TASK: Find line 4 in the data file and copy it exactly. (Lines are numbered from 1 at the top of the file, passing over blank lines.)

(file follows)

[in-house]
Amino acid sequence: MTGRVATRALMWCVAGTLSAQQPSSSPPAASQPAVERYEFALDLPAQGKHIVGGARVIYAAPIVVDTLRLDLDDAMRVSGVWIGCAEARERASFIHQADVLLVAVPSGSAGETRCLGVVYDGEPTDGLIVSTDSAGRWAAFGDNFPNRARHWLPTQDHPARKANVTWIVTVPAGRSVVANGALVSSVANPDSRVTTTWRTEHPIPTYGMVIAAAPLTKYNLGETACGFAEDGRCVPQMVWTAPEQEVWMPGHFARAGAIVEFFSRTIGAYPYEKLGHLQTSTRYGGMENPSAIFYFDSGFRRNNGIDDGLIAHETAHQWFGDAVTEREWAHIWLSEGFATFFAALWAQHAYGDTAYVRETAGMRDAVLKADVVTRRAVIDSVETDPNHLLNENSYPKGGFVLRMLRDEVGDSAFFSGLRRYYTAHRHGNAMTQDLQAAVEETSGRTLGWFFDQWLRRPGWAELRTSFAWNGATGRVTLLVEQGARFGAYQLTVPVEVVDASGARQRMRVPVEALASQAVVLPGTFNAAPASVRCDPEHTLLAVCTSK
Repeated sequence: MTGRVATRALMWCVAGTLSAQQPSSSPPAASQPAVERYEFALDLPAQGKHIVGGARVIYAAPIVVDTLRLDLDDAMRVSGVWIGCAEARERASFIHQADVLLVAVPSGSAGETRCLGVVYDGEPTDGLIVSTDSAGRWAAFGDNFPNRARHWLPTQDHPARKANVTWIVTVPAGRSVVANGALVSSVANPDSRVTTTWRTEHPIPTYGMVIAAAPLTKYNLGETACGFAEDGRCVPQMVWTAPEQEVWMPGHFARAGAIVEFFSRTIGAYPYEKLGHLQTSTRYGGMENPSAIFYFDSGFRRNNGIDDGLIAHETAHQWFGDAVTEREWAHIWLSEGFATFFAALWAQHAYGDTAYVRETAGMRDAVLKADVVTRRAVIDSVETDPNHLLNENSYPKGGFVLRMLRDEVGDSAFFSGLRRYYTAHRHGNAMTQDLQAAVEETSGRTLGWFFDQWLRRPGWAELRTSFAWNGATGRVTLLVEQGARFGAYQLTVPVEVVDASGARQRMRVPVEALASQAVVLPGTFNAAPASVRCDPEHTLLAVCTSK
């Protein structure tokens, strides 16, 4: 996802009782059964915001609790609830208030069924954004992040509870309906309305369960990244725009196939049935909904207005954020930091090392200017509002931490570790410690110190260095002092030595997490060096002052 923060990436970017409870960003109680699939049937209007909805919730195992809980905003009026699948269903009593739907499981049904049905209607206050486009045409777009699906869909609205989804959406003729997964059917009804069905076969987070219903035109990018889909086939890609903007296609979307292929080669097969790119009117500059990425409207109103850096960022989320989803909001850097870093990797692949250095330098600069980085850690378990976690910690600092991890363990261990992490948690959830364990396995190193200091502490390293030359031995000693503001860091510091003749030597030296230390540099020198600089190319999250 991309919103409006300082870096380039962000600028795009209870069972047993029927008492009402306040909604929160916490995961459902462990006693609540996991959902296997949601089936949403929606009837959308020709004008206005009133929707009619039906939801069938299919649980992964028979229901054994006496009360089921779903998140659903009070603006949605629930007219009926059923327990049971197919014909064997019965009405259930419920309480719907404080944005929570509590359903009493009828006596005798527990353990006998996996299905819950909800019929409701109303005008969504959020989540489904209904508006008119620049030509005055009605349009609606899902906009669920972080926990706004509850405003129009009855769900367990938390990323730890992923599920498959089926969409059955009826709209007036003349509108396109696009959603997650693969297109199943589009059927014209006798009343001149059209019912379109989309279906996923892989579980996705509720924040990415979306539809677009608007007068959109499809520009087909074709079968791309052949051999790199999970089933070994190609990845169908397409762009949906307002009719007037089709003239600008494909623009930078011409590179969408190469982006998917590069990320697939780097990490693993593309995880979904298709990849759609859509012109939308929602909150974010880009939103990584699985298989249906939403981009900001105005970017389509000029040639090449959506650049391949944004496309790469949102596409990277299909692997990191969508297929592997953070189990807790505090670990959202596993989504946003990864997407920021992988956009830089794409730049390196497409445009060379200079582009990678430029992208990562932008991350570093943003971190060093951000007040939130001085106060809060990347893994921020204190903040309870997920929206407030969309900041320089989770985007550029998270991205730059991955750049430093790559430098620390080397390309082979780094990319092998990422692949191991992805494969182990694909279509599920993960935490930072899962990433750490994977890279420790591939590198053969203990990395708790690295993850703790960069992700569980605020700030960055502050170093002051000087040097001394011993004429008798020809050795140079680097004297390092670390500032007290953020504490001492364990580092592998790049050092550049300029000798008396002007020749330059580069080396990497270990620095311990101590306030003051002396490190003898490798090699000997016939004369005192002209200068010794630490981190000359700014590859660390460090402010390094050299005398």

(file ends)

């Protein structure tokens, strides 16, 4: 996802009782059964915001609790609830208030069924954004992040509870309906309305369960990244725009196939049935909904207005954020930091090392200017509002931490570790410690110190260095002092030595997490060096002052 923060990436970017409870960003109680699939049937209007909805919730195992809980905003009026699948269903009593739907499981049904049905209607206050486009045409777009699906869909609205989804959406003729997964059917009804069905076969987070219903035109990018889909086939890609903007296609979307292929080669097969790119009117500059990425409207109103850096960022989320989803909001850097870093990797692949250095330098600069980085850690378990976690910690600092991890363990261990992490948690959830364990396995190193200091502490390293030359031995000693503001860091510091003749030597030296230390540099020198600089190319999250 991309919103409006300082870096380039962000600028795009209870069972047993029927008492009402306040909604929160916490995961459902462990006693609540996991959902296997949601089936949403929606009837959308020709004008206005009133929707009619039906939801069938299919649980992964028979229901054994006496009360089921779903998140659903009070603006949605629930007219009926059923327990049971197919014909064997019965009405259930419920309480719907404080944005929570509590359903009493009828006596005798527990353990006998996996299905819950909800019929409701109303005008969504959020989540489904209904508006008119620049030509005055009605349009609606899902906009669920972080926990706004509850405003129009009855769900367990938390990323730890992923599920498959089926969409059955009826709209007036003349509108396109696009959603997650693969297109199943589009059927014209006798009343001149059209019912379109989309279906996923892989579980996705509720924040990415979306539809677009608007007068959109499809520009087909074709079968791309052949051999790199999970089933070994190609990845169908397409762009949906307002009719007037089709003239600008494909623009930078011409590179969408190469982006998917590069990320697939780097990490693993593309995880979904298709990849759609859509012109939308929602909150974010880009939103990584699985298989249906939403981009900001105005970017389509000029040639090449959506650049391949944004496309790469949102596409990277299909692997990191969508297929592997953070189990807790505090670990959202596993989504946003990864997407920021992988956009830089794409730049390196497409445009060379200079582009990678430029992208990562932008991350570093943003971190060093951000007040939130001085106060809060990347893994921020204190903040309870997920929206407030969309900041320089989770985007550029998270991205730059991955750049430093790559430098620390080397390309082979780094990319092998990422692949191991992805494969182990694909279509599920993960935490930072899962990433750490994977890279420790591939590198053969203990990395708790690295993850703790960069992700569980605020700030960055502050170093002051000087040097001394011993004429008798020809050795140079680097004297390092670390500032007290953020504490001492364990580092592998790049050092550049300029000798008396002007020749330059580069080396990497270990620095311990101590306030003051002396490190003898490798090699000997016939004369005192002209200068010794630490981190000359700014590859660390460090402010390094050299005398």